In Iznik, a small town in western Anatolia, a deadly dispute involving three men prompted a mob to go on a rampage in the town’s Roma neighborhood. Experts are voicing concern that the incident is a sign of rising intolerance against the Roma community in Turkey.
These days in the small courtyard at the Pir Sultan Cemevi, a house of worship in Istanbul, a few women sit on benches, men stand around chatting and sipping tea, while children haggle over donated toys.
The gradual closure of Turkey’s 52 state-run brothels is emerging as a controversial tactic in Turkish Prime Minister Recep Tayyip Erdoğan’s declared war on prostitution. While Erdoğan’s supporters denounce brothels as a form of “slavery,” sex workers fear the campaign poses risks to their health and safety.
Health tourism can be a hairy business anywhere, but for Turkey this is literally the case. Hair transplants have been a cornerstone of the country’s billion-dollar-plus medical-tourism market for more than a decade. But recently, a growing number of medical tourists, especially Middle Eastern men, have been traveling to Turkey specifically for facial hair implants.
A debate in Turkey over abortion is growing increasingly heated. But, unlike earlier controversies sparked by the Islamist-rooted Justice and Development Party’s reform initiatives, the opposing camps in the abortion battle do not necessarily fall along secular-versus-religious lines.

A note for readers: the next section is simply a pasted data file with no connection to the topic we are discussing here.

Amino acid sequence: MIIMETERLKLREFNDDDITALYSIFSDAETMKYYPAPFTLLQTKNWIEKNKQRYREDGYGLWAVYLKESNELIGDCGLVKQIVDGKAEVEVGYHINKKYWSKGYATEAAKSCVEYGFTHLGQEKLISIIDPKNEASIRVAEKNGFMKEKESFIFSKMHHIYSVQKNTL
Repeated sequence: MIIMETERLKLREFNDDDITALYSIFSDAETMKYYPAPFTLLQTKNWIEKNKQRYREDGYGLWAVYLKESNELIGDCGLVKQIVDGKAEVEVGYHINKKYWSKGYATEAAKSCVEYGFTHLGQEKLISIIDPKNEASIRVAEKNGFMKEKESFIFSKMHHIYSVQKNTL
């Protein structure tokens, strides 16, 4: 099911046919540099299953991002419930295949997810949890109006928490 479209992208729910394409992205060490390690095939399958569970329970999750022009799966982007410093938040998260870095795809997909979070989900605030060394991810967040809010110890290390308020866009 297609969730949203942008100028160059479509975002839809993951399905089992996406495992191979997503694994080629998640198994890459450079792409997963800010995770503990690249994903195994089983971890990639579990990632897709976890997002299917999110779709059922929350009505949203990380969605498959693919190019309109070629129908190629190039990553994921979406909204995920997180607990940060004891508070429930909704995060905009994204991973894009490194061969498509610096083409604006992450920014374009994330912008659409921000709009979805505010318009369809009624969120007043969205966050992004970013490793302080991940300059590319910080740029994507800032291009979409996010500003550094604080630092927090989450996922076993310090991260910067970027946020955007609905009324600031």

More than 40 years ago, Kirkor Çapan, an ethnic Armenian, and his father set up what today is one of the last Christian funeral homes still operating in Istanbul. But the funeral parlor is not a religious island unto itself. With so few Christians left in Turkey, the stonemasons and carpenters working with Çapan are Muslim Turks.
In its 1,700-year-old history, Hagia Sophia in the northwestern town of Iznik has witnessed many turning points. In 787, as a Byzantine church, it housed the Second Council of Nicaea, which restored the veneration of icons to Christianity.
The Turkish women’s magazine Âlâ first gained notice in the summer of 2011 by putting the most controversial piece of fabric in Turkey, the Islamic headscarf, on its cover. Four months later, Turkish secularists and traditional Muslims alike are still debating: Can fashion and Islam comfortably coexist?